###

The Ad Hoc National Coalition to End the AIDS Epidemic:
Jose Abrigo, Staff Attorney, LGBTQ/HIV Advocacy Project, Queens Legal Services
ACRIA
ACT UP New York
African Services Committee
AIDS Action Baltimore
AIDS Alabama
AIDS Foundation of Chicago
AIDS Research Consortium of Atlanta
Albany Damien Center
Amida Care
AVAC
Bailey House
John Barry, LMSW, Executive Director, Southern Tier AIDS Program
BOOM! Health
Rebecca Botting
Bronx Parent Housing Network
Reginald T. Brown, M. Ed., Unity Fellowship of Christ Church, VOCAL-NY Community Leader
Central New York HIV Care Network
Coalition for Homeless Youth
JD Davids, TheBody.com
Sharen I. Duke, Executive Director and CEO, AIDS Service Center NYC (ASCNYC)
End AIDS Now
Sergio Farfan, Louisiana Latino Health Coalition for HIV/AIDS
Ingrid Floyd, Executive Director, Iris House
Miasha Forbes, Human Rights Activist and Founder, Just for Us: Gender Diversity Project
GMHC
Health GAP
Health People
Hispanic Health Network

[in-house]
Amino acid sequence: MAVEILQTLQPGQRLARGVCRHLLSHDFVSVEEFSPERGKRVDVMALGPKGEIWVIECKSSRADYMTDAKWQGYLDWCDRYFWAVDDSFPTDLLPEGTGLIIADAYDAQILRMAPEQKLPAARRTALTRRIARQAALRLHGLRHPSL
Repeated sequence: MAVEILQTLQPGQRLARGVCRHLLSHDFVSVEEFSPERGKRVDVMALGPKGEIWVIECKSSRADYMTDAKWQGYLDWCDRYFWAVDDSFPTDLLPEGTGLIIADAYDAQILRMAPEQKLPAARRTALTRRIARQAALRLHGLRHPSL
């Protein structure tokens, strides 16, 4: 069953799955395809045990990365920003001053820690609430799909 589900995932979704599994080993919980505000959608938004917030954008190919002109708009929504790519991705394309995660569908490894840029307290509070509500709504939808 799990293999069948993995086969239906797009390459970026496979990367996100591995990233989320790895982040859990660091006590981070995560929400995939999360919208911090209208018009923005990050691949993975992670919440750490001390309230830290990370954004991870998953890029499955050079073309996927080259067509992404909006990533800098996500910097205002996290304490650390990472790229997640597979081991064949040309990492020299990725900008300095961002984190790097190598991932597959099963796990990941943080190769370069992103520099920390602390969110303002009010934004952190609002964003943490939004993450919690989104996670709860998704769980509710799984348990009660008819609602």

HIV Prevention Justice Alliance
Housing Works
Brian Hujdich, Pozitively Health Coalition
Human Rights Campaign
Hyacinth AIDS Foundation
Carine Jocelyn, CEO, Diaspora Community Services, Brooklyn, NY
Marsha Jones, the Afiya Center
Howard Josepher, LCSW, President & CEO, Exponents
Jacquelyn Kilmer, CEO, Harlem United
Lambda Independent Democrats of Brooklyn
Latino Commission on AIDS
Latinos in the Deep South
Legacy Community Health
LGBT Bar Association of Greater New York
Matthew McMorrow, former Director of Government Affairs, Empire State Pride Agenda
David Ernesto Munar, CEO, Howard Brown Health
National Black Justice Coalition
National Black Leadership Commission on AIDS
NMAC (formerly known as the National Minority AIDS Council)
OASIS-Latino LGBTS Wellness Center
Chuck Peterson, Executive Director, Clare Housing, Minneapolis, MN
Positively Trans Advisory Board of Transgender Law Center
Michael Emanuel Rajner, Wilton Manors, FL
Kyle Rapinon, Esq., Director of Survival and Self-Determination, Sylvia Rivera Law Project